Dracocephalum moldavica (80 days) Open-pollinated. Annual. The students at Troy Howard fell in love right away with this tea and medicine plant from Eurasia. 18" plants send up purple-blue flower spikes that bumblebees love. Dry the tops (leaves and flowers) for a bright lemony tea. Unlike lemon balm, it keeps its aroma well when dried. Cutting encourages re-blooms: students get two or three harvests each summer. Remember to let a few plants go to seed in August so you can collect seeds to share! Surface sow in pots and set out after danger of frost; or direct sow 2 weeks before last frost. Needs light to germinate. Students measure 1⁄16 teaspoon per packet: approximately 100 seeds. NEW!
About medicinal herbs: Archeological evidence dates the medicinal use of herbs back 60,000 years to the Neanderthals. 85% of the world’s population employ herbs as medicines, and 40% of pharmaceuticals in the U.S. contain plant-derived materials. Fewer than 10% of higher plant species have been investigated for their medicinal components. Interest in traditional herbal remedies continues to grow.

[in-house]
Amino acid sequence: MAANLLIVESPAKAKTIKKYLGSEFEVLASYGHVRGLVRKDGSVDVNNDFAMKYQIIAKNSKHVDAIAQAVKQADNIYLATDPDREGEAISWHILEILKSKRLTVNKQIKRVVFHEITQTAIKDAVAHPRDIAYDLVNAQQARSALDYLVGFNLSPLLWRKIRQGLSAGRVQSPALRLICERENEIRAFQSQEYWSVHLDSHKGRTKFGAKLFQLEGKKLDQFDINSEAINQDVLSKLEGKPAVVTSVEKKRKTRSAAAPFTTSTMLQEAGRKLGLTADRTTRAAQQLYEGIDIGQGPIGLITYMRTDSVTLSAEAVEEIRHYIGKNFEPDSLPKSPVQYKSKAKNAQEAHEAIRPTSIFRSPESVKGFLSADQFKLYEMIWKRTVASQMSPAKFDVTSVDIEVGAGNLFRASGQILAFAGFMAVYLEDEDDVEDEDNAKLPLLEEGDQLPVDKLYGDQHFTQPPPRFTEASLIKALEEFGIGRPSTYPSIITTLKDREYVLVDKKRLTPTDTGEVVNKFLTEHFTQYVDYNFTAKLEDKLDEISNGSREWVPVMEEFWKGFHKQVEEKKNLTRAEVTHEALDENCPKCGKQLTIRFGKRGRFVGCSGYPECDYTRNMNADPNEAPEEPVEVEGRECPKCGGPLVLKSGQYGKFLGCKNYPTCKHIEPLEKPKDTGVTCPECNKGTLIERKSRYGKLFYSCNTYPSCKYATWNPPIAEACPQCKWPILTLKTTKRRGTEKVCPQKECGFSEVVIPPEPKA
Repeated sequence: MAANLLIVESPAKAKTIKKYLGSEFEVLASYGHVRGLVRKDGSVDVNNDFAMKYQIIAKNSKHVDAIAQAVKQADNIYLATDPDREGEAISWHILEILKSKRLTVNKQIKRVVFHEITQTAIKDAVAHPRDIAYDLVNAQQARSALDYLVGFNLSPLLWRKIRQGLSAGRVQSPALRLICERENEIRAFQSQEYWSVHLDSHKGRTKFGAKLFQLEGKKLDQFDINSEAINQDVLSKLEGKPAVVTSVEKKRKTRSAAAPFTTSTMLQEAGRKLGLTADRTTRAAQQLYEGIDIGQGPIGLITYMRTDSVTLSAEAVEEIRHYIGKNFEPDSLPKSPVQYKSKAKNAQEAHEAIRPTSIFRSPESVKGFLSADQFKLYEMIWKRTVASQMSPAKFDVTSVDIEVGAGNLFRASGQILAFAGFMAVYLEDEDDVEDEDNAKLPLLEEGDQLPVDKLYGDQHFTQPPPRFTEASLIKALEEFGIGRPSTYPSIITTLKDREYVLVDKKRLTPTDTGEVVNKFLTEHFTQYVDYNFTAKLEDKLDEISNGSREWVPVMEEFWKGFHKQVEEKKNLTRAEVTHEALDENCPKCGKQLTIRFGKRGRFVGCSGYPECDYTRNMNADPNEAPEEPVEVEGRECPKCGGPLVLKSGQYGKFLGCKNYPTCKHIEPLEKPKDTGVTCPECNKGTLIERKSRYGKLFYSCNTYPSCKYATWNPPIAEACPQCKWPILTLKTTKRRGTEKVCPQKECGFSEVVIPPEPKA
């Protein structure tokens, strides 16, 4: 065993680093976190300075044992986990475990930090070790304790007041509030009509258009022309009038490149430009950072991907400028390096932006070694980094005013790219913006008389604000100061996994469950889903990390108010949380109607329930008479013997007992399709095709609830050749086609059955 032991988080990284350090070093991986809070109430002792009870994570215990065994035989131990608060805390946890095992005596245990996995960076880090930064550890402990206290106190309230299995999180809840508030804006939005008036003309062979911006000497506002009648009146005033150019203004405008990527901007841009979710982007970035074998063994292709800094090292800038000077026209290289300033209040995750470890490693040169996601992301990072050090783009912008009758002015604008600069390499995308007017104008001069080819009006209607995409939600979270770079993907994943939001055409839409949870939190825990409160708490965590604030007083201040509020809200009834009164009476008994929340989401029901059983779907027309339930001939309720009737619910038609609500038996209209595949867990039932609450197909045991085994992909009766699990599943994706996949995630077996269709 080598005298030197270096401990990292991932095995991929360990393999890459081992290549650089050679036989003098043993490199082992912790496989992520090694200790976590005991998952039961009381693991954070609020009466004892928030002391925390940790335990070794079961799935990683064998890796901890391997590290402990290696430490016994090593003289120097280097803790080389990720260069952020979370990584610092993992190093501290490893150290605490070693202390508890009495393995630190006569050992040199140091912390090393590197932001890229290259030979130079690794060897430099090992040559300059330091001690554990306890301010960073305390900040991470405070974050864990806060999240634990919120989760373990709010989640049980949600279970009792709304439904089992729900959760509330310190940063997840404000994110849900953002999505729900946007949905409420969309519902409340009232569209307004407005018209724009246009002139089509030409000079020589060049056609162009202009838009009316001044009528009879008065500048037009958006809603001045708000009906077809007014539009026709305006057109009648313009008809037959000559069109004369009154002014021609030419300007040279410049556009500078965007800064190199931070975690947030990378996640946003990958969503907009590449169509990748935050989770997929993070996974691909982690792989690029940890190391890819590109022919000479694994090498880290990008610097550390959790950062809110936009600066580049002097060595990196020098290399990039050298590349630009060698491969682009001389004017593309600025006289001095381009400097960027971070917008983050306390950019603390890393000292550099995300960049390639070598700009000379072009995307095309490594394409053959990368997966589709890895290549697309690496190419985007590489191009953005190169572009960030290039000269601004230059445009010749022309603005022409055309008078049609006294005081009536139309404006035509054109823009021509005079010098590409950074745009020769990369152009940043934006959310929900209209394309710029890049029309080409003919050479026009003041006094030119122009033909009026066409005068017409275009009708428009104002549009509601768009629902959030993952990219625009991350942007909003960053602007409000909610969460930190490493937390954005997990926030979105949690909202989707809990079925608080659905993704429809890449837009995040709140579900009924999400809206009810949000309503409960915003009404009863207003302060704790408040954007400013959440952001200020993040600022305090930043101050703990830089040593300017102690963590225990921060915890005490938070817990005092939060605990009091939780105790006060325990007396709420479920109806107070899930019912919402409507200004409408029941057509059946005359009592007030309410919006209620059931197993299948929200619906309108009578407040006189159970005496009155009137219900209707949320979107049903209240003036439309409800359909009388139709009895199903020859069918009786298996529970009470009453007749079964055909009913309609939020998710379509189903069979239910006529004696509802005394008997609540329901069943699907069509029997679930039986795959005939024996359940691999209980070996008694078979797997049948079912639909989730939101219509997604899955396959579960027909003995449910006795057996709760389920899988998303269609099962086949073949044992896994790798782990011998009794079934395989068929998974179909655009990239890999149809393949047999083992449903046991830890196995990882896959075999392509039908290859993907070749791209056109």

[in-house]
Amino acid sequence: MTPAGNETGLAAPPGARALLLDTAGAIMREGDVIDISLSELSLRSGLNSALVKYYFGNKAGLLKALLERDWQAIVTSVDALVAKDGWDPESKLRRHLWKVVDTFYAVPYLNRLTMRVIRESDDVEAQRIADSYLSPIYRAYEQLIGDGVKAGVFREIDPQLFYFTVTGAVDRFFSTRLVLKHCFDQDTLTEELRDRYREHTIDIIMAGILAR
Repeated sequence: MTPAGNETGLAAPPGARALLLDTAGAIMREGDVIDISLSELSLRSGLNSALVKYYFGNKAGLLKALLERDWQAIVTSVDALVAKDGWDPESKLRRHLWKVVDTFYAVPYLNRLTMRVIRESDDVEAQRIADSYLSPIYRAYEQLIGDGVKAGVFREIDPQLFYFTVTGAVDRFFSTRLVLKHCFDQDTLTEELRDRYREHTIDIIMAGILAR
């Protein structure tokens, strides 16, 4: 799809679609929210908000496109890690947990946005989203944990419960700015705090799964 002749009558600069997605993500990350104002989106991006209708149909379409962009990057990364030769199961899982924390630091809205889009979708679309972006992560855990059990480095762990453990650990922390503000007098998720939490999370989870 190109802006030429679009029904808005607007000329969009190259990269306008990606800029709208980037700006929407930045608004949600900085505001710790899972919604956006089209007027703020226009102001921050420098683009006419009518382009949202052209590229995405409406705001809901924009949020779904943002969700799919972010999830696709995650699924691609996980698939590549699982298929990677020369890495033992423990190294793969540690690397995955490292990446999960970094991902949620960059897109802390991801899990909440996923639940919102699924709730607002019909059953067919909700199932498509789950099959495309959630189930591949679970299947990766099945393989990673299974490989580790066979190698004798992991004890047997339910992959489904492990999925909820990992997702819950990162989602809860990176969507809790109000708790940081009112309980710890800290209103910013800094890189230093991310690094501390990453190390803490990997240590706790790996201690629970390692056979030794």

Statements about medicinal use of plants have not been evaluated by the FDA, and should not be used for the diagnosis, treatment, cure or prevention of any ailment. Before using or ingesting any medicinal plant, consult a healthcare practitioner familiar with botanical medicine.
Using herbs: Drying herbs at home is not difficult. Whole leaves retain their flavor at least a year. To substitute fresh herbs for dried in cooking, use triple the dried quantity called for in a recipe.
Culture: Some herbs are customarily grown from divisions because they cannot come true from seed, such as scented thymes and flavored mints. Some require fall sowing of fresh seed, such as sweet cicely and angelica, and these become available in August or September.
For the latest results of our germination tests, please see the germination page.